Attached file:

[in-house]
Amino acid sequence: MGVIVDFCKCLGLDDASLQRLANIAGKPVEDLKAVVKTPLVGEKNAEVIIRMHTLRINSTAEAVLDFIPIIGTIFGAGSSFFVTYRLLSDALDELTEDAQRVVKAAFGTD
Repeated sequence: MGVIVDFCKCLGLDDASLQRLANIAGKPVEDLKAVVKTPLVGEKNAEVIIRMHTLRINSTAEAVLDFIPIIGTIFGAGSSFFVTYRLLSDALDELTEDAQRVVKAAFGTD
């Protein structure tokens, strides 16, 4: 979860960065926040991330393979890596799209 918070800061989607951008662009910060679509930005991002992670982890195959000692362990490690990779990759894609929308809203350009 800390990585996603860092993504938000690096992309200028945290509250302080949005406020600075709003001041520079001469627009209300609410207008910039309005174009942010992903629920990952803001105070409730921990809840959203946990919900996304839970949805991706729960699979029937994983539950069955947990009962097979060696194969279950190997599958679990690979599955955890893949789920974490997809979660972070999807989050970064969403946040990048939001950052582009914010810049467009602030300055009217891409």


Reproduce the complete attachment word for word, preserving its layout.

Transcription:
[in-house]
Amino acid sequence: MGVIVDFCKCLGLDDASLQRLANIAGKPVEDLKAVVKTPLVGEKNAEVIIRMHTLRINSTAEAVLDFIPIIGTIFGAGSSFFVTYRLLSDALDELTEDAQRVVKAAFGTD
Repeated sequence: MGVIVDFCKCLGLDDASLQRLANIAGKPVEDLKAVVKTPLVGEKNAEVIIRMHTLRINSTAEAVLDFIPIIGTIFGAGSSFFVTYRLLSDALDELTEDAQRVVKAAFGTD
């Protein structure tokens, strides 16, 4: 979860960065926040991330393979890596799209 918070800061989607951008662009910060679509930005991002992670982890195959000692362990490690990779990759894609929308809203350009 800390990585996603860092993504938000690096992309200028945290509250302080949005406020600075709003001041520079001469627009209300609410207008910039309005174009942010992903629920990952803001105070409730921990809840959203946990919900996304839970949805991706729960699979029937994983539950069955947990009962097979060696194969279950190997599958679990690979599955955890893949789920974490997809979660972070999807989050970064969403946040990048939001950052582009914010810049467009602030300055009217891409």